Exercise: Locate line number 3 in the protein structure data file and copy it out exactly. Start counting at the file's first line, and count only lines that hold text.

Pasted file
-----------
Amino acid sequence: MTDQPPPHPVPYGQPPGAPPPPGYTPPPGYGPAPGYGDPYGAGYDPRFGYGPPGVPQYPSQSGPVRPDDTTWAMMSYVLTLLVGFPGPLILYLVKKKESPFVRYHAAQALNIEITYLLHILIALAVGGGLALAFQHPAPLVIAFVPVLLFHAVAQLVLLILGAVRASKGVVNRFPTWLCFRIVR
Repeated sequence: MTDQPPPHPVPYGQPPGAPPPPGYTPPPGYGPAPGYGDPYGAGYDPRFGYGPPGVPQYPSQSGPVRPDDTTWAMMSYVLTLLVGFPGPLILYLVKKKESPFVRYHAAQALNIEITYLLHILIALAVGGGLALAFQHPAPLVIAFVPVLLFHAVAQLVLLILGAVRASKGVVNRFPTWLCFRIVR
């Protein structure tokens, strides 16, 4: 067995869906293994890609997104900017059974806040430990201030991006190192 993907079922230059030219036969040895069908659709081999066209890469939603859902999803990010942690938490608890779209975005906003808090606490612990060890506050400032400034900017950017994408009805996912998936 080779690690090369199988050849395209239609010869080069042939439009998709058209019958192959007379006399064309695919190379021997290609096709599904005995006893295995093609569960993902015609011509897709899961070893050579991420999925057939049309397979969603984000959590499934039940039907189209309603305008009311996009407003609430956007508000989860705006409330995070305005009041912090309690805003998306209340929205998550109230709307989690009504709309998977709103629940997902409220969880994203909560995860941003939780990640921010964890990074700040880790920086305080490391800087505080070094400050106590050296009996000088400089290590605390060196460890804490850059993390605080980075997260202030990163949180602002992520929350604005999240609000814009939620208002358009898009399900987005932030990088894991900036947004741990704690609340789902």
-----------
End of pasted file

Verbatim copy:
């Protein structure tokens, strides 16, 4: 067995869906293994890609997104900017059974806040430990201030991006190192 993907079922230059030219036969040895069908659709081999066209890469939603859902999803990010942690938490608890779209975005906003808090606490612990060890506050400032400034900017950017994408009805996912998936 080779690690090369199988050849395209239609010869080069042939439009998709058209019958192959007379006399064309695919190379021997290609096709599904005995006893295995093609569960993902015609011509897709899961070893050579991420999925057939049309397979969603984000959590499934039940039907189209309603305008009311996009407003609430956007508000989860705006409330995070305005009041912090309690805003998306209340929205998550109230709307989690009504709309998977709103629940997902409220969880994203909560995860941003939780990640921010964890990074700040880790920086305080490391800087505080070094400050106590050296009996000088400089290590605390060196460890804490850059993390605080980075997260202030990163949180602002992520929350604005999240609000814009939620208002358009898009399900987005932030990088894991900036947004741990704690609340789902």